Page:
There is nothing more dangerous in financial markets than governments and central banks playing for time as markets ruthlessly exploit underlying weakness. Although position adjustment remains a powerful short-term force, the euro is ultimately in a no-win situation. If the ECB can push ahead with plans to launch its aggressive bond buying programme with a cut in interest rates, there will be an improvement in risk appetite, but this will not support the euro as it will increasingly be used as a global funding currency.
If the German Bundesbank and Spanish government decide not to co-operate and look to derail the fledgling plan for intervention, then the euro-zone crisis will erupt with even greater venom which, initially at least, will put the euro under strong selling pressure. As has been the case throughout 2012, the euro remains a strong sell on rallies.
The ECB has laid out its possible plan for euro-zone salvation through aggressive bond buying, but the framework necessary for such intervention is not in place. There will, therefore, be a potentially dangerous vacuum in the very short term as Europe continues the painfully slow process of rearranging the pieces on the chessboard.
The Bundesbank has been notable in its deafening silence since Draghi's press conference last Thursday. The central bank is of course extremely uneasy over the implications of renewed bond buying and the silence speaks volumes. Bundesbank head Weidmann was a key economic advisor to Chancellor Merkel and this relationship remains a pivotal factor for the euro's future. If Weidmann chooses to stay on board, the implications are that Merkel has cast aside serious reservations and will launch a major offensive to preserve the euro. If the central bank chief resigns, the euro-zone crisis will enter a new and probably terminal phase.
The Spanish situation will also be watched extremely closely during the forthcoming week. Spain will be under intense pressure to bow to Euro elite demands and apply for an EFSF bailout. This will be the key trigger for the ECB to unleash its quantitative easing. Prime Minister Rajoy is looking to play for time and assess the conditions for aid as he looks very nervously at the domestic political implications of applying for a rescue. There is no real possibility that he would survive such a situation and there is an increasingly important risk that Spain as a whole has moved beyond the point of no return as the cost of continuing euro-zone membership outweigh benefits.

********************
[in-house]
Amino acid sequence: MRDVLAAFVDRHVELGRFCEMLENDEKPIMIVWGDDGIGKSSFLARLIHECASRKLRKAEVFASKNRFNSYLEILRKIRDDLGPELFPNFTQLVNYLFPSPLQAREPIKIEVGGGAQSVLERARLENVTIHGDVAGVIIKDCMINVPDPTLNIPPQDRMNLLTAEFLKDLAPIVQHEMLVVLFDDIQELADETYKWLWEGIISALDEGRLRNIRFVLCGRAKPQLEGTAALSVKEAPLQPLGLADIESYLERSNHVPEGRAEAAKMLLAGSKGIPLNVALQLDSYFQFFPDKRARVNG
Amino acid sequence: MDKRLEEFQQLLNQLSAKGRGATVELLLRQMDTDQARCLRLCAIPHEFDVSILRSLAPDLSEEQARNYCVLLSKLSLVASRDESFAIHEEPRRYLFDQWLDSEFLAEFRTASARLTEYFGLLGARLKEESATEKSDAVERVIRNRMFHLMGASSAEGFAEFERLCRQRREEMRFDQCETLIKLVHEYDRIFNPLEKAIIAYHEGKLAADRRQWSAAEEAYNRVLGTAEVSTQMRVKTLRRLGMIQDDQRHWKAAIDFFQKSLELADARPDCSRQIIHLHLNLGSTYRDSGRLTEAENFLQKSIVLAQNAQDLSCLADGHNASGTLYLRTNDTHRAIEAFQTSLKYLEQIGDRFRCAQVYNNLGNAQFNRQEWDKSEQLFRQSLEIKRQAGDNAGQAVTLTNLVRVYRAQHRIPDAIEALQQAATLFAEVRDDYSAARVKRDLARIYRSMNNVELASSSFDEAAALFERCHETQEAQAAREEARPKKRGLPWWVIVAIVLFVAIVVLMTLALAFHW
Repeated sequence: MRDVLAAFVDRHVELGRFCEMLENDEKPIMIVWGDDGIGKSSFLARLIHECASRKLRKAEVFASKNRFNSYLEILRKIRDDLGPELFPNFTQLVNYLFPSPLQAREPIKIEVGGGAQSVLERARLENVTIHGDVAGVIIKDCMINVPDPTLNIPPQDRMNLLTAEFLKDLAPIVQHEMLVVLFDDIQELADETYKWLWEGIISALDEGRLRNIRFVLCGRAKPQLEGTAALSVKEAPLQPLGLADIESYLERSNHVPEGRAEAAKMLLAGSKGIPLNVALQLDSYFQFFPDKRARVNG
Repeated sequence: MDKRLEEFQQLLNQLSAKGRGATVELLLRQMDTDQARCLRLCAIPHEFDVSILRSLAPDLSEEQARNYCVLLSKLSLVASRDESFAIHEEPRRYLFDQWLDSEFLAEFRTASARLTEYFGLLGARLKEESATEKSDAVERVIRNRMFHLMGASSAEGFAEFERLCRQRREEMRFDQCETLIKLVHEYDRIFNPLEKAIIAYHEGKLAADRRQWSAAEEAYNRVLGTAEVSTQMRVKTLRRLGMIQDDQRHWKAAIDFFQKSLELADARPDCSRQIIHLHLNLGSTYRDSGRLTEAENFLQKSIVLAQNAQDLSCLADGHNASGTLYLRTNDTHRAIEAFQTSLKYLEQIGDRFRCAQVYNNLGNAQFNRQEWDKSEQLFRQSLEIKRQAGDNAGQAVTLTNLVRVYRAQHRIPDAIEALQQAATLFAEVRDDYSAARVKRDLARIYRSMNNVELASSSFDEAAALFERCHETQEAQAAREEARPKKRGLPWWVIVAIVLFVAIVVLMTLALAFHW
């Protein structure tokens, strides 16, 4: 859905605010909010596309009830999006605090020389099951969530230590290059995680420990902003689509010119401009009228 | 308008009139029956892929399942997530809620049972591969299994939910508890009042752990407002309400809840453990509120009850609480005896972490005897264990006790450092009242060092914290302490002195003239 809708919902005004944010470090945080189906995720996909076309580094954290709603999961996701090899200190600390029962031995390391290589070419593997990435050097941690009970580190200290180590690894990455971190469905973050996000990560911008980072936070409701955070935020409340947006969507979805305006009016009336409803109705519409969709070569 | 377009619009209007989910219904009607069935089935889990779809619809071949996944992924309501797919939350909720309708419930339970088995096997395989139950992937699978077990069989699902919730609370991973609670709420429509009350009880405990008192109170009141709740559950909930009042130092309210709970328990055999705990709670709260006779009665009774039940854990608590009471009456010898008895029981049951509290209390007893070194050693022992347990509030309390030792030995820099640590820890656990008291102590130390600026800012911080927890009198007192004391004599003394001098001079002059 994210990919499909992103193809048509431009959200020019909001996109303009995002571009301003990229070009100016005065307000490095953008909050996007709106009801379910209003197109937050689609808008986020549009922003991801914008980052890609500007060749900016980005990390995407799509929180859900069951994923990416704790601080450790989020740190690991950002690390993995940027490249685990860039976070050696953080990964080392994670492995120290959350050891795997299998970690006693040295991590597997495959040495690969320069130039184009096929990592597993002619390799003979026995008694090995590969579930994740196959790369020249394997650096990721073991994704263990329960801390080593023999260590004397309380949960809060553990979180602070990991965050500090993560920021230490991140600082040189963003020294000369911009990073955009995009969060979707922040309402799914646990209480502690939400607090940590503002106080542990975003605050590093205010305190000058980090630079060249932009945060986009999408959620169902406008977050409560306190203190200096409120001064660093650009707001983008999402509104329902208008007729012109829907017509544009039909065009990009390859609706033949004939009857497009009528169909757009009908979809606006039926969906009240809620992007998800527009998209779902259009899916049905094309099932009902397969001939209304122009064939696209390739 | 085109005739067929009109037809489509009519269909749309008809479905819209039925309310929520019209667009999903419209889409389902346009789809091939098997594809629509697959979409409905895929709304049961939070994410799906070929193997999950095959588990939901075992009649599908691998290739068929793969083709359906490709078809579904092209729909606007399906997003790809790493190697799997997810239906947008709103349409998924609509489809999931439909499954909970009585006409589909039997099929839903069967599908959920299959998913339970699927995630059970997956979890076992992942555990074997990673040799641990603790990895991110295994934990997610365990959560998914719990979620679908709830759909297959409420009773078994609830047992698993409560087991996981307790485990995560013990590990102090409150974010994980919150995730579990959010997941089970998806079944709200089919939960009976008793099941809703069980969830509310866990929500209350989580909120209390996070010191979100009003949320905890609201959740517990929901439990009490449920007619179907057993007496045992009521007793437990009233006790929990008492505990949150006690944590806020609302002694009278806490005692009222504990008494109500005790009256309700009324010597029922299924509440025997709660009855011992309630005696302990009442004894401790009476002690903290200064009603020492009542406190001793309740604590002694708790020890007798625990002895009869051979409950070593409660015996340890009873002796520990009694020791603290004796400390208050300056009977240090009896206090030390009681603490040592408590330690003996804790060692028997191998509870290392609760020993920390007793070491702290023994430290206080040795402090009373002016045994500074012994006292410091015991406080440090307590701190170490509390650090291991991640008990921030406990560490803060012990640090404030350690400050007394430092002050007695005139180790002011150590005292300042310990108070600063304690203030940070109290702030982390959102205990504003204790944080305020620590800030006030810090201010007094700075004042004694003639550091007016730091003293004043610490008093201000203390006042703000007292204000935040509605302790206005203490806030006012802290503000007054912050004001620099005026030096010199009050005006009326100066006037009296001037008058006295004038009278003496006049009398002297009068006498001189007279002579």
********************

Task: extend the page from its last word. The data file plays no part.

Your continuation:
Greece has almost been forgotten as the crisis has swirled around Spain, but the Greek government is likely to run out of cash in two weeks time on August 20th with creditors very reluctant to extend additional funding and tensions will inevitably increase ahead of this deadline.
The most likely outcome is ultimately for a slimmed-down euro area to survive with Greece and Spain ultimately deciding against continuing membership.
Both major US data releases are due on Thursday with the latest trade data and jobless claims due for release. The overall impact is likely to be limited, although the trade data will be important to assess underlying trade volumes and the extent of global vulnerability during the second quarter.
Comments from Fed officials will inevitably be watched closely, although September is likely to be the pivotal month in terms of Fed policy.
The UK manufacturing data will be watched closely on Tuesday with the holidays set to trigger a sharp monthly decline. The Bank of England inflation report is will be more influential on Wednesday and is likely to be compelling reading as the bank attempts to counter domestic vulnerability, falling money supply growth and collapsing euro-zone demand.
The Australian Reserve Bank will announce its latest monetary policy decision on Tuesday and there looks to be little reason for the bank to take any additional action at this stage. There will certainly be unease over the regional outlook, but the RBA can comfortably afford to wait and assess developments.
The Bank of Japan will face pressure for further action at Thursday's policy meeting. There will inevitably be a major sense of frustration within the bank and Finance Ministry. It is proving extremely difficult to ease deflation within the economy and the bank's best efforts to prevent yen appreciation are being thwarted by global policy action as all central banks stamp on the monetary accelerator.
The Chinese inflation data on Thursday will be important as a sharp decline in inflation for July could certainly trigger a fresh cut in reserve requirements by the PBOC. China's trade data will also be important for global market sentiment on Friday and a sharp decline in trade volumes would undermine risk appetite as well as increasing the mood of unease within the Chinese government.